- Dwarf frogs have four webbed feet. African clawed frogs have webbed hind feet while their front feet have autonomous digits.
- African dwarf frogs have eyes positioned on the sides of their heads, while African clawed frogs have eyes on the tops of their heads.
- African clawed frogs have curved, flat snouts. The snout of an African dwarf frog is pointed.
African dwarf frogs are very active and rarely will sit still for any period of time. When stationary, the African dwarf frog has been known to float in one spot, with its legs and arms completely outstretched, resting on one foot. This is normal behavior, called "burbling". Sometimes they will just float with arms and legs spread out, drifting on the surface. African dwarf frogs are generally peaceful with animals of their own size, but their diet, sometimes include smaller animals. Other fish are known to eat the eggs of these frogs. African dwarf frogs spend most of their time near the bottom of the water, where they feel safe from predators. Most frogs will sleep up to 12 hours a day, provided there is no threat of predators.
These frogs are suggested to be kept in a group of two or more due to their social nature. A minimum of two gallons per frog (since they are each around two inches when stretched out) is needed to keep these frogs, as they are very active and need the space to move. Despite being fully aquatic, the African dwarf frog still needs to be able to reach the surface to breathe. Very high or deep tanks over 20 inches in height are not recommended. These amphibians are not great swimmers, so water currents should be kept low. Very deep tanks may pose a challenge to their ability to breathe. In the wild, the Congo forest floods yearly to a depth of 24 or more inches. So anything less than that will be suitable. They also should be kept in an enclosure with a secure cover to prevent escape and plenty of hiding spaces as in the wild they tend to be prey to a variety of animals and open spaces cause skittish behavior. The optimum water temperature is 75–82°F. The pH of the water should be maintained between 6.5 and 7.5.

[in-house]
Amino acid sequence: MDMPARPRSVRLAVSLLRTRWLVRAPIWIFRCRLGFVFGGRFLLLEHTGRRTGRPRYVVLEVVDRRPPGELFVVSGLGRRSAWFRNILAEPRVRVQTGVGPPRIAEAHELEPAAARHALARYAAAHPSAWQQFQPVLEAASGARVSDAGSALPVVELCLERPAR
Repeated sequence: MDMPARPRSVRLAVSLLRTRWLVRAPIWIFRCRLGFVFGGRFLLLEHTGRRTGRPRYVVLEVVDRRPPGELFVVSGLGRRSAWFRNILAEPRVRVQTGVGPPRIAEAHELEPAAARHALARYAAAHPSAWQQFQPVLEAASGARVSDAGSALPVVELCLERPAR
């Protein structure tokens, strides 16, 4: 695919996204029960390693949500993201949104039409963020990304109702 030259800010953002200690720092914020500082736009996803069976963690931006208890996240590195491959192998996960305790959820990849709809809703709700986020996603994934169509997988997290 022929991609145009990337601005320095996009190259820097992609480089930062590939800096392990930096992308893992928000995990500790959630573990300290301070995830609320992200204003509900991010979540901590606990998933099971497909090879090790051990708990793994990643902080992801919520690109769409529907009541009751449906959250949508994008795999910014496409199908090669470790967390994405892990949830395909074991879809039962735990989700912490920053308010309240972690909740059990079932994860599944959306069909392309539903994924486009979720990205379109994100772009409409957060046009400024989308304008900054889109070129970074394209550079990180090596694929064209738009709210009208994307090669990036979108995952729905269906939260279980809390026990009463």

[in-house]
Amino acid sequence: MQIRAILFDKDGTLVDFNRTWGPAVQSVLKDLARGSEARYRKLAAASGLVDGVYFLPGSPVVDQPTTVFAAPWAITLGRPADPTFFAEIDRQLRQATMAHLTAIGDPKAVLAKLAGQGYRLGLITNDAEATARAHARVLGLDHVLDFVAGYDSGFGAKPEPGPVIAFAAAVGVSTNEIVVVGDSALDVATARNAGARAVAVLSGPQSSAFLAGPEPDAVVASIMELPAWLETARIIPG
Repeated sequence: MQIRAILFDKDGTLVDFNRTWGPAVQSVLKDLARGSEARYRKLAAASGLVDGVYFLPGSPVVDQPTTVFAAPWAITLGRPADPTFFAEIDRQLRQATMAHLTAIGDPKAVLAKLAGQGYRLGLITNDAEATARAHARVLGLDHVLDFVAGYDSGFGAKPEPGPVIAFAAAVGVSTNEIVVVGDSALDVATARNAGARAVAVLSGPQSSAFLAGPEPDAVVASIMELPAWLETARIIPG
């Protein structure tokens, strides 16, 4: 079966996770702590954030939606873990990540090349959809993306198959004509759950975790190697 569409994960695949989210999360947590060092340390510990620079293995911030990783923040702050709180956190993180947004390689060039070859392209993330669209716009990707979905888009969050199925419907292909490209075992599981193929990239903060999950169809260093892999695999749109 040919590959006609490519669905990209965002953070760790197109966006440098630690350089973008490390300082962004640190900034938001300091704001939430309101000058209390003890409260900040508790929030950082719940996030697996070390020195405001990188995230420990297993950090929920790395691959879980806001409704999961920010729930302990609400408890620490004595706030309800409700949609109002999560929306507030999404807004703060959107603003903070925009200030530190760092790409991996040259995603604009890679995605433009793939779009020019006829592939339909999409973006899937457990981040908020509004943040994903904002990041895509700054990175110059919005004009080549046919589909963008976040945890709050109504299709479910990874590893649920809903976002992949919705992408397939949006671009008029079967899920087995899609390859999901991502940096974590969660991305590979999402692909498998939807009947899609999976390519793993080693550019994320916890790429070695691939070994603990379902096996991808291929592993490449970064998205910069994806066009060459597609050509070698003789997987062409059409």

These frogs cannot survive out of water for longer than 20 minutes in low humidity, as they will dry out.
They are compatible with most bottom feeders and algae eaters. Respectful tropical fish such as neon tetras can also be used as tankmates, although aggressive fish will often fight or injure the frogs. As African dwarf frogs are slow eaters, it is not uncommon for tankmates to eat all the food while the frogs go hungry. If this becomes a problem, methods of delivering the food directly to the bottom of the tank (such as with a turkey baster) should be employed to ensure the frogs are adequately fed. African dwarfs can also learn to climb into a cupped hand or a brine shrimp net that is lifted to the tank surface. The frogs can then be fed live blackworms from a pipette, or small frog pellets. This prevents harassment from fish.
African dwarf frogs do not have teeth, so they swallow their food whole. Common foods include blood worms, brine shrimp, water fleas (daphnia), shrimp, and various brands of commercial frog food. These frogs will also eat mosquito larvae, black worms, guppy fry, glassworms, tadpole bites, reptomin, gammarus, dried krill, baby shrimp, frozen beefheart, small fish, and small earthworms. On rare occasions, these frogs will eat water snails and brittle shells. African dwarf frogs are bottom-feeders and are rarely seen eating at the surface of the water.
Care should be taken when handling African dwarf frogs, especially when considering them as a pet for young children. These frogs should never be held outside the tank, both for the safety of the frog and the child, as they may be carriers of Salmonella. African Dwarfs frogs are easy care for and very entertaining.
- "The early species names of Hymenochirus". Pipidae.net. Retrieved 2012-08-06.
- "CDC - Outbreak of Salmonella Typhimurium related to Water Frogs - Jan 7, 2010 - Salmonella". Cdc.gov. Retrieved 2012-08-06.
- "FDA Reminds Public that Frogs Carry Salmonella". Fda.gov. 2009-12-07. Retrieved 2012-08-06.